The title is a kind of weak ripoff from the Seinfeld-ian Pimple Popper MD, but still, it’s fairly apt. I have major depressive disorder, and I take a boatload of pills. Because my memory isn’t that great and I don’t want to forget to take them, I have them all laid out on a shelf in my bookcase. If anyone comes into my living room chances are they’ll notice the mini pharmacy I’ve got going on, but I am so beyond caring about what people think about that.
In this post I’m going to break down the various things I’m putting into my body to try and stay afloat with my depression. Medications will never be all of the picture, but for me they are an important part of my treatment plan.
Mirtazapine 30mg and venlafaxine 300mg: These are my two antidepressants. I have always responded better to antidepressants with more activity related to norepinephrine than serotonin, so these two fit the bill. The combo is sometimes referred to as “California rocket fuel” because of its potency. Mirtazapine is actually most sedating at lower doses, so I’ve settled on the middle of the road 30mg dose because I didn’t sleep as well on higher doses.
Lithium 1200mg: I don’t have bipolar disorder, but lithium has actually been recognized for a long time as an effective augmentation strategy in major depressive disorder. If I start feeling worse one of the first things my doctor and I consider is increasing my lithium, since I tend to respond fairly quickly to dose increases. When my serum levels get higher, though, I tend to have increased problems with tremor and coordination, turning me into a complete klutz, complete with wipeouts on the sidewalk and falling down stairs.
Quetiapine 600mg: Atypical antipsychotics are also effective for treatment augmentation in depression. Of the ones I have tried, quetiapine has been most effective for me. It helps with my mood and is very reliable for getting to sleep.
Dextroamphetamine 15mg: I first tried dextroamphetamine a year and a half ago when I was really slowed down in both movement and thinking. It helped, but I wasn’t keen on taking “speed” any longer than needed, so I only took it for about a month. I restarted it earlier this year when I got really slowed down again. It helped, but when I tried to decrease the dose my mood dropped. Research has shown that it tends to be effective as an antidepressant augmentation strategy for only a couple of months or so, and then the effect tends to wear off; however, I’ve tried several times to decrease the dose and it makes me feel worse. My doctor has a good attitude about it, and has no problem with me taking it on an ongoing basis when it’s clearly working.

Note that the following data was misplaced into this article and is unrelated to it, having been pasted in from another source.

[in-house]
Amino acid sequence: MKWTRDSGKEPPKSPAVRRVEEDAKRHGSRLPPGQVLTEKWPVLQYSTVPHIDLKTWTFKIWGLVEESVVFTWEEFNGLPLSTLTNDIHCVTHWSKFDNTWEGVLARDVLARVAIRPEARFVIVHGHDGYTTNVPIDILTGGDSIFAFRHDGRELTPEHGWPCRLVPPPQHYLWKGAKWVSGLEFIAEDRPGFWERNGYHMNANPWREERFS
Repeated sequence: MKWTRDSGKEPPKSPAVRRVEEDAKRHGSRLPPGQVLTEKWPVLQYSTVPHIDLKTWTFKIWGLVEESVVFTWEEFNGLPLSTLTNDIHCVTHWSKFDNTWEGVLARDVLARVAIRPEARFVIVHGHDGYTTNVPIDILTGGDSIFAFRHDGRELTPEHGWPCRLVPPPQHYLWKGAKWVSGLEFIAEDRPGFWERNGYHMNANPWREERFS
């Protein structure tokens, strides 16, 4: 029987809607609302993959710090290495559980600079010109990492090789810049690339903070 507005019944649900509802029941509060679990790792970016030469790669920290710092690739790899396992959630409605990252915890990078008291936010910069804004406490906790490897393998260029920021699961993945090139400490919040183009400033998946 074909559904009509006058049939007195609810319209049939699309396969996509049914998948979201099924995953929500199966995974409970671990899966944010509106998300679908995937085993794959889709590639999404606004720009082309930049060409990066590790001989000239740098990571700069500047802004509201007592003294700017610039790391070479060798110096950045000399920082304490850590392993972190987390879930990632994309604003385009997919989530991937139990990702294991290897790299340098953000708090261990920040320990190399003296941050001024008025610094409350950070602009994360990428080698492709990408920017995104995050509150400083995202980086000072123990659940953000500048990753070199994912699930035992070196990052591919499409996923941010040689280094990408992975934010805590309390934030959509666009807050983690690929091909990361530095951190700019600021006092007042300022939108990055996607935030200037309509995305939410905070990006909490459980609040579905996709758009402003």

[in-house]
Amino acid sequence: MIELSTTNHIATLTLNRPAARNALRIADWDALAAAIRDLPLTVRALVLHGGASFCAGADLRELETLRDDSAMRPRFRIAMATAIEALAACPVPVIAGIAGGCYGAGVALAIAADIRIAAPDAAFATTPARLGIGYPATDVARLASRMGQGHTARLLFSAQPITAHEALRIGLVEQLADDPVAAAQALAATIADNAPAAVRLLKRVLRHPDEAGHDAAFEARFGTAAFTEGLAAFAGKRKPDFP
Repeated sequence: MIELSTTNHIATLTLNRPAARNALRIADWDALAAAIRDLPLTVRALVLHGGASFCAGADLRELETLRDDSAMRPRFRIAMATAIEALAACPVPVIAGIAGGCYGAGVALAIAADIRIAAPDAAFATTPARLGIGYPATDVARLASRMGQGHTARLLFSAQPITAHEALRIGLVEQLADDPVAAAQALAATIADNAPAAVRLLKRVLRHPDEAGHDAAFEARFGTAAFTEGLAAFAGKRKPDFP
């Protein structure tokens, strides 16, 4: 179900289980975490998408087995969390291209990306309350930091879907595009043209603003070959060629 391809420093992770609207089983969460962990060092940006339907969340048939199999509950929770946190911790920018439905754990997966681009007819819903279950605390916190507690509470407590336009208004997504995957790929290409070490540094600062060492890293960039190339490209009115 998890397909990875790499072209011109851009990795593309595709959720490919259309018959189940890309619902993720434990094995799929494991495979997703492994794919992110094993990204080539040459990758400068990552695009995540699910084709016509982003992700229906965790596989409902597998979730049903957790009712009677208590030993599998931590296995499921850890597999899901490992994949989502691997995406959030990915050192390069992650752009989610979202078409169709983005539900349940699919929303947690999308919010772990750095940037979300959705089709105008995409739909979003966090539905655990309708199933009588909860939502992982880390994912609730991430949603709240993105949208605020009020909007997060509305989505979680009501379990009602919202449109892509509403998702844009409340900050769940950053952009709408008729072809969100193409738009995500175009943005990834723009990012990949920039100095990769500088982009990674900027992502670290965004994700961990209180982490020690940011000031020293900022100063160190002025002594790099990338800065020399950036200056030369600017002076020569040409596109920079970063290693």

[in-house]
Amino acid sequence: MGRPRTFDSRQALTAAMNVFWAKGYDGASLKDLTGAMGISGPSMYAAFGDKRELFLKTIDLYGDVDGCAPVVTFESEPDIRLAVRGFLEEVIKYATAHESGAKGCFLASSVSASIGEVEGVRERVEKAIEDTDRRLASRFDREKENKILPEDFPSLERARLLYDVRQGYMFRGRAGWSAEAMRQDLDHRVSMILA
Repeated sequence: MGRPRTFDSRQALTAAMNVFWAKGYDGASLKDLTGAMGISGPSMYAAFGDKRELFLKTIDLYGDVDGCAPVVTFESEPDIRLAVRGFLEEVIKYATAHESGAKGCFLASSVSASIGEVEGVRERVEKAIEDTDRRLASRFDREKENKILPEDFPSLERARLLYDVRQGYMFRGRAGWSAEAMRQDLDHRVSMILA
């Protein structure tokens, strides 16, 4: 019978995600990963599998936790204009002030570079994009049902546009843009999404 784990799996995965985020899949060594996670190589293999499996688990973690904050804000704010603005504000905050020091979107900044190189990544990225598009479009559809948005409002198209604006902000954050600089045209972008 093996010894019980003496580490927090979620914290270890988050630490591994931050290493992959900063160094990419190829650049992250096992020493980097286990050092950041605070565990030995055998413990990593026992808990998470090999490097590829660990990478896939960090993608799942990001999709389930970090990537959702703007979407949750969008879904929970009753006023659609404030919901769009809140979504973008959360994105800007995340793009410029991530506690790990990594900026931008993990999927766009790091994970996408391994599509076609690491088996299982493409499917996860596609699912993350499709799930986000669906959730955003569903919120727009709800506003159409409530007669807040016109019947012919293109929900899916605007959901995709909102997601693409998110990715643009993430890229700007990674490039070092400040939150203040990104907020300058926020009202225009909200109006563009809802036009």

Propranolol 10mg prn (as needed): Lithium gives me an intention tremor, which occurs with intentional movement as opposed to a resting tremor. It’s worse if my lithium level is higher or if I’m worn out, and probably the dextroamphetamine doesn’t help either. Propranolol helps keep it in check, and I tend to use it mostly for days that I’m working, since patients generally aren’t reassured about getting an injection if the nurse drawing it up has shaky hands.
Lorazepam 0.5–1mg prn: Anxiety is generally not a prominent feature of my illness, so I’ve never needed to use lorazepam (Ativan) on a regular basis. I find for me it’s most effective to get a bit of a numbing effect when I’m going into particularly stressful situations. Since I use it so seldom, I’m able to get away with a small dose.
Min-Ovral: I have spent much of my adult life on birth control, but decided a couple of years ago to take a break. When I got depressed last year, my hormones went crazy. I was getting my period every 3 weeks and PMS was having a big impact on my mood. Now I’m back on birth control and my hormones are steady and happy. The estrogen in the Min-Ovral may also give my neurotransmitters a bit of a boost.
Omega-3 fatty acid plus vitamin D supplement: There have been research studies that have shown that omega-3’s have some beneficial effect on depression. Vitamin D may also play a role in depression, and since I live on the Wet Coast of Canada where it rains for a good chunk of the year supplementation seems like a good way to go.
Multivitamin/mineral/antioxidant supplement: Besides helping my overall health, the goal with this is to have some effect on decreasing oxidative stress, which may play a role in depression.
L-methyfolate and vitamin B12 supplementation: I get these in an intramuscular injection every 2 weeks from my naturopath. Both play a role in the methylation cycle that’s involved in neurotransmitter synthesis, and L-methylfolate in particular has been shown to be useful in depression.
So that’s me, Pill Popper RN. What’s in your medicine cabinet?
Originally published at mentalhealthathome.wordpress.com on December 17, 2017.